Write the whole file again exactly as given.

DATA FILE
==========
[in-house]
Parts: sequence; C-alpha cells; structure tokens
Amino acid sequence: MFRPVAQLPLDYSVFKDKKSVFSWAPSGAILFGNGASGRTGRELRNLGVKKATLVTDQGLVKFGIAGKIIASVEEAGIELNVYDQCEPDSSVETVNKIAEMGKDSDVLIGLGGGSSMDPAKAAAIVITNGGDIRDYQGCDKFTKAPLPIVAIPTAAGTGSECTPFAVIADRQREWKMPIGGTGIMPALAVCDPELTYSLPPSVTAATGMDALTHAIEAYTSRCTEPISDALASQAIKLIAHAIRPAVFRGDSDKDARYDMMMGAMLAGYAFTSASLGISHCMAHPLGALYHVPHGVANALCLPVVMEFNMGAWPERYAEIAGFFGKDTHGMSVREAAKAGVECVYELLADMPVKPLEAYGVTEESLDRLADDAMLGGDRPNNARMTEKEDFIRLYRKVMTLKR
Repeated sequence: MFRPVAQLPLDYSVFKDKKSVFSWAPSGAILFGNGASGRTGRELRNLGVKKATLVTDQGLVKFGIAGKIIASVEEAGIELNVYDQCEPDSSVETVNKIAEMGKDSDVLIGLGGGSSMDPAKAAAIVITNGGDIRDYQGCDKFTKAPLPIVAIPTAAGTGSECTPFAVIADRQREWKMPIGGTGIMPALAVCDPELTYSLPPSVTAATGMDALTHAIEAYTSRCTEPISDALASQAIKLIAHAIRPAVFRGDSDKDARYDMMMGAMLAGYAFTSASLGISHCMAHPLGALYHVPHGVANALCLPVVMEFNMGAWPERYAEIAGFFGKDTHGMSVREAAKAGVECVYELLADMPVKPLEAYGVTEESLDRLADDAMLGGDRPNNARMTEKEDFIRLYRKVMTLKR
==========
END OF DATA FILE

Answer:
[in-house]
Parts: sequence; C-alpha cells; structure tokens
Amino acid sequence: MFRPVAQLPLDYSVFKDKKSVFSWAPSGAILFGNGASGRTGRELRNLGVKKATLVTDQGLVKFGIAGKIIASVEEAGIELNVYDQCEPDSSVETVNKIAEMGKDSDVLIGLGGGSSMDPAKAAAIVITNGGDIRDYQGCDKFTKAPLPIVAIPTAAGTGSECTPFAVIADRQREWKMPIGGTGIMPALAVCDPELTYSLPPSVTAATGMDALTHAIEAYTSRCTEPISDALASQAIKLIAHAIRPAVFRGDSDKDARYDMMMGAMLAGYAFTSASLGISHCMAHPLGALYHVPHGVANALCLPVVMEFNMGAWPERYAEIAGFFGKDTHGMSVREAAKAGVECVYELLADMPVKPLEAYGVTEESLDRLADDAMLGGDRPNNARMTEKEDFIRLYRKVMTLKR
Repeated sequence: MFRPVAQLPLDYSVFKDKKSVFSWAPSGAILFGNGASGRTGRELRNLGVKKATLVTDQGLVKFGIAGKIIASVEEAGIELNVYDQCEPDSSVETVNKIAEMGKDSDVLIGLGGGSSMDPAKAAAIVITNGGDIRDYQGCDKFTKAPLPIVAIPTAAGTGSECTPFAVIADRQREWKMPIGGTGIMPALAVCDPELTYSLPPSVTAATGMDALTHAIEAYTSRCTEPISDALASQAIKLIAHAIRPAVFRGDSDKDARYDMMMGAMLAGYAFTSASLGISHCMAHPLGALYHVPHGVANALCLPVVMEFNMGAWPERYAEIAGFFGKDTHGMSVREAAKAGVECVYELLADMPVKPLEAYGVTEESLDRLADDAMLGGDRPNNARMTEKEDFIRLYRKVMTLKR